What to the Slave Is Fourth of July?

Topics: United States, Slavery, Slavery in the United States Pages: 2 (795 words) Published: May 20, 2013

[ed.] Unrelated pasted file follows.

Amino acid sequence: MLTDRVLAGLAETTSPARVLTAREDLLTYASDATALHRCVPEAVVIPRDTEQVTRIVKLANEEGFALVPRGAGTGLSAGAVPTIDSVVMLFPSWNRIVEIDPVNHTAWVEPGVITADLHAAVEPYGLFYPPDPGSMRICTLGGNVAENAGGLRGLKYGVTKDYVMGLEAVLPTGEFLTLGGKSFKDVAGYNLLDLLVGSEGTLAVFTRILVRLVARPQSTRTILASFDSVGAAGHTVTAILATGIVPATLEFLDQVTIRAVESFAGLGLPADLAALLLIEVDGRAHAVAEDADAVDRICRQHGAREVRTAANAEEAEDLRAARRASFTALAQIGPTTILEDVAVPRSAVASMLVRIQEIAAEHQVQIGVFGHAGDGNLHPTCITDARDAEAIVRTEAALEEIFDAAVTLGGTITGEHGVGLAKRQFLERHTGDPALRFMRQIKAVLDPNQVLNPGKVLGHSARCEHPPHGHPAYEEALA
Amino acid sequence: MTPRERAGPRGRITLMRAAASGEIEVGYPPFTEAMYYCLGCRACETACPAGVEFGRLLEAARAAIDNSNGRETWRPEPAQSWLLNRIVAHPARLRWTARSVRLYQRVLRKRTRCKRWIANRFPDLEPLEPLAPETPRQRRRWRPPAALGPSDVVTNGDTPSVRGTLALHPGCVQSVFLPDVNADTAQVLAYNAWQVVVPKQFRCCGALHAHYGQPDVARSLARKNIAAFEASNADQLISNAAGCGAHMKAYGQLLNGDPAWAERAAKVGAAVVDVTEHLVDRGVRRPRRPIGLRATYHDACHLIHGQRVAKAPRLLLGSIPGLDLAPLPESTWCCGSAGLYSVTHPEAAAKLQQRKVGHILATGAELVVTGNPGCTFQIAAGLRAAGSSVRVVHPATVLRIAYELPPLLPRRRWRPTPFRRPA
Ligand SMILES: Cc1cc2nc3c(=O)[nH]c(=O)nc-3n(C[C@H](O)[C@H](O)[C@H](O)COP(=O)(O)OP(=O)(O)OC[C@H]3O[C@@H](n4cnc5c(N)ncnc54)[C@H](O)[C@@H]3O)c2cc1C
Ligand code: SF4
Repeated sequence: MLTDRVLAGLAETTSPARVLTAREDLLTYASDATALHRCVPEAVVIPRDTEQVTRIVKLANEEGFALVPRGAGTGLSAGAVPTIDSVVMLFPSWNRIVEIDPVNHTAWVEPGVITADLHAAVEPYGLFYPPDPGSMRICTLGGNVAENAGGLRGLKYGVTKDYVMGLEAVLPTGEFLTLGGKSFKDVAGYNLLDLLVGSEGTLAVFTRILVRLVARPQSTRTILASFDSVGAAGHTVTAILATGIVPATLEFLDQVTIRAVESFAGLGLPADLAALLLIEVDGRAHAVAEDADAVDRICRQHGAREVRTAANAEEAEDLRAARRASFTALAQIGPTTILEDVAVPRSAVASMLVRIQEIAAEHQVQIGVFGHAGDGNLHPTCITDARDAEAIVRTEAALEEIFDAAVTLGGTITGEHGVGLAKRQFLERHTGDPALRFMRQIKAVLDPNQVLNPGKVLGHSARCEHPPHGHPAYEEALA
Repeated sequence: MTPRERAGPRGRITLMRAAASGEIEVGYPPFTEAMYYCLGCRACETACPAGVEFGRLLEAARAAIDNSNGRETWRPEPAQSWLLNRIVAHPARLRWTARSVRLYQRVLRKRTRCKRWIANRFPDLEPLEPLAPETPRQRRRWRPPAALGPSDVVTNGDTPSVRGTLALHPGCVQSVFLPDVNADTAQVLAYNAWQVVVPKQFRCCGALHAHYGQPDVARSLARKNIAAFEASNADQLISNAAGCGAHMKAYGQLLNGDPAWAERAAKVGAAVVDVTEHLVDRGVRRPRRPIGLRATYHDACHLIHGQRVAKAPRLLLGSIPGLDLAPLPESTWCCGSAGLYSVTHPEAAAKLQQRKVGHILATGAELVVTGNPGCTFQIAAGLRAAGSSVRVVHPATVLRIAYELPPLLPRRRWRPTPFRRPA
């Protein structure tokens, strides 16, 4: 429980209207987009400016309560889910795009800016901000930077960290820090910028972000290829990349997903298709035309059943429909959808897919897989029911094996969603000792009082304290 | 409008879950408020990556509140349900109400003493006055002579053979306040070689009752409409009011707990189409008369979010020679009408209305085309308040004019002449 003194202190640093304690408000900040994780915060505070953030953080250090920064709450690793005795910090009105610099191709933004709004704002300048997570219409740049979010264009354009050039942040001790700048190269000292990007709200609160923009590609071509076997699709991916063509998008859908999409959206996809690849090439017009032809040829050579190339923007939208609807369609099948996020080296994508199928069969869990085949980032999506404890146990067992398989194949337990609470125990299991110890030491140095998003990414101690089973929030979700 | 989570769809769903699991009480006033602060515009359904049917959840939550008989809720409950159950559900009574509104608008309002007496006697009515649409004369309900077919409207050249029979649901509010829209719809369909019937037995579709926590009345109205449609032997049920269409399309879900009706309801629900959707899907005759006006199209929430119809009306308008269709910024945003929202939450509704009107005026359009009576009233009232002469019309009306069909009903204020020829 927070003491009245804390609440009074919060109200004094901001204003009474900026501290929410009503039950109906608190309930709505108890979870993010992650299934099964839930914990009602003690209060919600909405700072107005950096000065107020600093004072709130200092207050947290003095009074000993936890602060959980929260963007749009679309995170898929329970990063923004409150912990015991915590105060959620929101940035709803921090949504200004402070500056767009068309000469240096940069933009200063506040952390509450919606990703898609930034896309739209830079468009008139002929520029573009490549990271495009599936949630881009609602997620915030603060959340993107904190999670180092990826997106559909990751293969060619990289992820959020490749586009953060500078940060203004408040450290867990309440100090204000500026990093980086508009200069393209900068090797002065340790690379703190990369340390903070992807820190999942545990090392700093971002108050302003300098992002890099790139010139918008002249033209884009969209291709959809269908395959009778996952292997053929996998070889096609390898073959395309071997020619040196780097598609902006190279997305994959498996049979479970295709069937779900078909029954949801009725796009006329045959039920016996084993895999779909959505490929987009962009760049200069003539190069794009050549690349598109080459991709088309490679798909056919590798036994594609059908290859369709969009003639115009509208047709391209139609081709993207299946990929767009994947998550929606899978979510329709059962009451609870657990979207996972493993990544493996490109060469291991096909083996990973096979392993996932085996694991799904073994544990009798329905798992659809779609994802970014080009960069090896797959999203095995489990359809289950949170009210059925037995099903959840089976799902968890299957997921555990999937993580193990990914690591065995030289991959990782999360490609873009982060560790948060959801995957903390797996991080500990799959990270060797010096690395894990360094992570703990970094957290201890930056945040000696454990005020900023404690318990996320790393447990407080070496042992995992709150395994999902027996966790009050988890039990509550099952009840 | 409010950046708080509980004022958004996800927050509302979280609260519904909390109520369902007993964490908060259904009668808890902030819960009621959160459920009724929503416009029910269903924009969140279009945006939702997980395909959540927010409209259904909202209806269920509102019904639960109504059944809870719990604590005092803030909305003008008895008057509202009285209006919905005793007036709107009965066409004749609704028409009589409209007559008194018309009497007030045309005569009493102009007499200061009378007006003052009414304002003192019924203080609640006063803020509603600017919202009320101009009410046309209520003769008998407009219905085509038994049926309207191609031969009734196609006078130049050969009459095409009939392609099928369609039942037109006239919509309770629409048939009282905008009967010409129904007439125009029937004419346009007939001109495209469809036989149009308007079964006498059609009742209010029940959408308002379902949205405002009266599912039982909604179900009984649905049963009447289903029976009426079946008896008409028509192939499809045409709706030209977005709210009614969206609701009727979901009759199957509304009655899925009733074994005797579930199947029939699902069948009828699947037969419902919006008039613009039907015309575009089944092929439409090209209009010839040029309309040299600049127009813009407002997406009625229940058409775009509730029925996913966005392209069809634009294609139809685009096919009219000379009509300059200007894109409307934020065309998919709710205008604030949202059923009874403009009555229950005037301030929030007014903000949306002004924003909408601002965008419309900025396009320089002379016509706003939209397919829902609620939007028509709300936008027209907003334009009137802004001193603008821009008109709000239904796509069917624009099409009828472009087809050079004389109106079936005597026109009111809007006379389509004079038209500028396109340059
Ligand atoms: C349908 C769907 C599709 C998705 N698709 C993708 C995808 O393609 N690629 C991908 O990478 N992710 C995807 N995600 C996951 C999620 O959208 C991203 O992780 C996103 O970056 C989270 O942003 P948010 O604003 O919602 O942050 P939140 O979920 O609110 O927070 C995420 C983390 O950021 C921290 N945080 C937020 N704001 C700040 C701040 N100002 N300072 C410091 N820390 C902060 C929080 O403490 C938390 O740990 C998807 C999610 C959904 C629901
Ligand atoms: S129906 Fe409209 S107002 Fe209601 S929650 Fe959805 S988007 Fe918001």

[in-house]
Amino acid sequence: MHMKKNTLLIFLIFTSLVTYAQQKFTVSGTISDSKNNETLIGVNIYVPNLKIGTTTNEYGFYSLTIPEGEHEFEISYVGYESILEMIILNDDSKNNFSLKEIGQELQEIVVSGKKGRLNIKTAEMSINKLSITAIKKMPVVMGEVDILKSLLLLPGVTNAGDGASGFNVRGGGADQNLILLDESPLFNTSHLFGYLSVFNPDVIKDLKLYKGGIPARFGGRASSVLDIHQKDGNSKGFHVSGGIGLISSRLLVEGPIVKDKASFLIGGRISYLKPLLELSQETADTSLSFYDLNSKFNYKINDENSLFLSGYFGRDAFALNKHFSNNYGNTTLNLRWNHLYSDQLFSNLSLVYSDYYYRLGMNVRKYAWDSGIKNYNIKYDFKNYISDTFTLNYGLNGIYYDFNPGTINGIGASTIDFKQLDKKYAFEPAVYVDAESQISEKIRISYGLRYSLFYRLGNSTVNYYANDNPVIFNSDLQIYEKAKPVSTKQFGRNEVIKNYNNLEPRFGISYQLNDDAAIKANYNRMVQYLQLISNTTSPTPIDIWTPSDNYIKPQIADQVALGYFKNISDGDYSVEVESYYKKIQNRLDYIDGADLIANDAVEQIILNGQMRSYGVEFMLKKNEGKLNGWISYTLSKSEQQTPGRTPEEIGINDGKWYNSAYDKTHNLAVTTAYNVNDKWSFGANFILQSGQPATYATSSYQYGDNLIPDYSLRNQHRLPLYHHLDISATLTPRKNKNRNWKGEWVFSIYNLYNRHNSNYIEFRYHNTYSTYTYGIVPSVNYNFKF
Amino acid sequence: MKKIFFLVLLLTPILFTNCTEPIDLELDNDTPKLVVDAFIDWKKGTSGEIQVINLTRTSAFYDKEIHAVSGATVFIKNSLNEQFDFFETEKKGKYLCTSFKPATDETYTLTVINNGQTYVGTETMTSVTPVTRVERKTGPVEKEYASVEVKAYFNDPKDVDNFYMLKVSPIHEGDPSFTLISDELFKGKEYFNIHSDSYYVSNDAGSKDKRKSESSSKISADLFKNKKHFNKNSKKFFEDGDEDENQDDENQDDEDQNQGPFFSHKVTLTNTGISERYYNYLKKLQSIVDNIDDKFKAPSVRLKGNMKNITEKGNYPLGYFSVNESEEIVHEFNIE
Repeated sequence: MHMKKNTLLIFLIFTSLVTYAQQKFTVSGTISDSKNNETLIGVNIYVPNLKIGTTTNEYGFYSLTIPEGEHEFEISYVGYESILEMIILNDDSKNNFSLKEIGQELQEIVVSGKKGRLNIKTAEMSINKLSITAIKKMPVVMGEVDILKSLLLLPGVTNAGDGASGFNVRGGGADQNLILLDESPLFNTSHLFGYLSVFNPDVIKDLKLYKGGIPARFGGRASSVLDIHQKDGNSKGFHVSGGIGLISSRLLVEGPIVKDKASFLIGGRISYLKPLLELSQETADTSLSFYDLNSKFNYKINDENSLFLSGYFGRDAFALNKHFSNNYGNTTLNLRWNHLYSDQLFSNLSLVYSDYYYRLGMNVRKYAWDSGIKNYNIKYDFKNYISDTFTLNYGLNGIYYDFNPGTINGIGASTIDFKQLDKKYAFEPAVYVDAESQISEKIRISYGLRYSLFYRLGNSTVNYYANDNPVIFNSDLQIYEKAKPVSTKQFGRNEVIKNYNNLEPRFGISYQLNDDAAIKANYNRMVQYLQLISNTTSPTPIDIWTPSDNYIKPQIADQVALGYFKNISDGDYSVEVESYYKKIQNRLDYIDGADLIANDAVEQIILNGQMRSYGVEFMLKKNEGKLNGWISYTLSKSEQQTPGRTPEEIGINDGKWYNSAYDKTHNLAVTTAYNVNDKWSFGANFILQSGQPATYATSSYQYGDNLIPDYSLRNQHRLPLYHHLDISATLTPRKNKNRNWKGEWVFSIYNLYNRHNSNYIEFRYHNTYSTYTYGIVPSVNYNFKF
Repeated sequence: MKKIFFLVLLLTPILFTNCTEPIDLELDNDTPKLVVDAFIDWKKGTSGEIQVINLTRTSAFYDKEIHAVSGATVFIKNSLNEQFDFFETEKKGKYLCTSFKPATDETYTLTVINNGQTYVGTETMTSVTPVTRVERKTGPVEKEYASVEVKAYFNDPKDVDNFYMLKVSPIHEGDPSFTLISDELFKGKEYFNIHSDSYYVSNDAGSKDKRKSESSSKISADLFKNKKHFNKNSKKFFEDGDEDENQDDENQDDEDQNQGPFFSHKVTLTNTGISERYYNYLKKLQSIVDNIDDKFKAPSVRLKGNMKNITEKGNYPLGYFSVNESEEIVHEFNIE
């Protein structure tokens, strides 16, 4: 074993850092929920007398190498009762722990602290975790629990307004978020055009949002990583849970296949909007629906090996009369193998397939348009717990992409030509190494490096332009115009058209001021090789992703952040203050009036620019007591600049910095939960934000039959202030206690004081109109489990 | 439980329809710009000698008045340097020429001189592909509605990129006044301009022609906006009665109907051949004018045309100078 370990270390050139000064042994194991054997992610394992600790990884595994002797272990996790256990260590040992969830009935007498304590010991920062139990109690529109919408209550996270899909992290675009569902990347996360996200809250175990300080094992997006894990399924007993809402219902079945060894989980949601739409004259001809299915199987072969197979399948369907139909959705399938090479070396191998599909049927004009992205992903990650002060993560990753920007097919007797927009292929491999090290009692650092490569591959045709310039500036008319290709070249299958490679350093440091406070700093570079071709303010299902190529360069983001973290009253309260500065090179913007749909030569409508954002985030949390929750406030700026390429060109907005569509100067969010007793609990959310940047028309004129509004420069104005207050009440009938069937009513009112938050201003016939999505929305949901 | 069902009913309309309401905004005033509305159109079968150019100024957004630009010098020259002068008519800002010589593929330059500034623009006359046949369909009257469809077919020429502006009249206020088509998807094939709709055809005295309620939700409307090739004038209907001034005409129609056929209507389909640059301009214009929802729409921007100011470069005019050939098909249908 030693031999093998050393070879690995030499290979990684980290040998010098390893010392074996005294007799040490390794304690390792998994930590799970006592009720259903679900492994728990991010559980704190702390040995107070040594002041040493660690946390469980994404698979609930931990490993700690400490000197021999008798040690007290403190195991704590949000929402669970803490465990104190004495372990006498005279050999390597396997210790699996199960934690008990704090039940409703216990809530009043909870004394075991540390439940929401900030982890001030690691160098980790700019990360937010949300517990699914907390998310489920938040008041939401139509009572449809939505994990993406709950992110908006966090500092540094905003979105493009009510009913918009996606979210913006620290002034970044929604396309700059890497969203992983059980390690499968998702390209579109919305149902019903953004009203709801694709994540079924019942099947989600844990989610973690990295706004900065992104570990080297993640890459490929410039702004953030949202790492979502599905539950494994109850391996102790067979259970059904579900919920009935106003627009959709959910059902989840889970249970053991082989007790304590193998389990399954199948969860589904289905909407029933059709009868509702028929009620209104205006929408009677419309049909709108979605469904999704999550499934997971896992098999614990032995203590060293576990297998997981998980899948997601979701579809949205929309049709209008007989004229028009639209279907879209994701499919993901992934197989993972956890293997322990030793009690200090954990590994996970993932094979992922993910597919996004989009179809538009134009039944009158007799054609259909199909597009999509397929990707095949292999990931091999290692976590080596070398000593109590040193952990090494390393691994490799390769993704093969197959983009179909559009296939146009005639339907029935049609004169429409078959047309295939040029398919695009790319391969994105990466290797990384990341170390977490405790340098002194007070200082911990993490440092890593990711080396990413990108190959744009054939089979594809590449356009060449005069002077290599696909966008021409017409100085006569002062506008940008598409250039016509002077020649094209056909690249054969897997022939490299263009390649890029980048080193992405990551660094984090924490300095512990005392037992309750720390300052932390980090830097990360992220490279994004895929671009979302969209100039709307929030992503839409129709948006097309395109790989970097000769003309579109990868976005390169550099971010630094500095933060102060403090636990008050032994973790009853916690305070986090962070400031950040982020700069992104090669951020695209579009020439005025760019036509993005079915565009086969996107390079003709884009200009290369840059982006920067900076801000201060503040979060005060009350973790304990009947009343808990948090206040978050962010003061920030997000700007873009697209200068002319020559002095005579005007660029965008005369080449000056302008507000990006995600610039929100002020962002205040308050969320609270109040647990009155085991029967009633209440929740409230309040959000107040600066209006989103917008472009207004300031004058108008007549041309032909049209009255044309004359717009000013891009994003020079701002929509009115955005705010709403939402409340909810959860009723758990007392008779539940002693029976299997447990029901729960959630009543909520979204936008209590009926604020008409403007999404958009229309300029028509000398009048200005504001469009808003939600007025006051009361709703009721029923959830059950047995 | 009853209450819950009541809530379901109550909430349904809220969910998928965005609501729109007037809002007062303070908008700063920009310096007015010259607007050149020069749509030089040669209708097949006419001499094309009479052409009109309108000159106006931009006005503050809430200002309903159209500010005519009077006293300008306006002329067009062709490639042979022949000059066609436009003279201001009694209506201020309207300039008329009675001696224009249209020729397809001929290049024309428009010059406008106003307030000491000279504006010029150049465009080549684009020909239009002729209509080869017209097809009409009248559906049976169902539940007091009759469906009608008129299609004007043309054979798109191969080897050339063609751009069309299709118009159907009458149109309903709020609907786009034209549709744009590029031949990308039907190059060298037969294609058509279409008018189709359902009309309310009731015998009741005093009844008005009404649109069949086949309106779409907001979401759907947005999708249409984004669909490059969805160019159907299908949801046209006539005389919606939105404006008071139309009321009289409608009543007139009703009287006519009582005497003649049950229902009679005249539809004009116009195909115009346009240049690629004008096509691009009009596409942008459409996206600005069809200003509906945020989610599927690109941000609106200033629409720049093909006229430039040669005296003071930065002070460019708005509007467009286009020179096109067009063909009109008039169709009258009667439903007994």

Each year, United States citizens celebrate Independence Day/The Fourth of July with cheerful barbeques, music and fireworks; but African Americans seem to also delight themselves in getting together for the Fourth of July as well. They celebrate by having cookouts, laughing, socializing, lighting fireworks, and generally enjoying themselves together. But, what significance does the Fourth of July really mean for those who were slaves? This question is worth exploring. Frederick Douglas seemed to share the sentiments that the holiday meant nothing to us as a race of people during his time. Douglas’s speech regarding the Fourth of July expressed heartache, pain, embarrassment, and humiliation. To those sitting before him, he let it be known that he was a former slave, and that they were the only ones who truly benefited from Independence Day. Why did they call upon Frederick Douglas to speak that day? This is the question he was asking, nonetheless, he expressed how he felt regarding this holiday. He conveyed that Independence Day did not show true equality among all people. He further stated that all men were not created equal and that The Constitution did not apply to his race of people. Throughout his speech, he articulated that, in his opinion the celebration was hypocritical and insulting to slaves. What to the slave is Fourth of July? Douglas elucidates his point by pointing out the evil doings of America towards his people. He states that, The rich inheritance of justice, liberty, prosperity and independence, bequeathed by your fathers, is shared by you, not me. Are we blind and ignorant, or do we just not care? I respect Frederick Douglas because he stood up for the ancestors of African Americans when no one else did. With unmitigated gall and intestinal fortitude, he unashamedly told whites how he and my ancestors felt. Moreover, he told them that they had mocked him by inviting him to speak about their Independence Day. Speaking with simple eloquence,...
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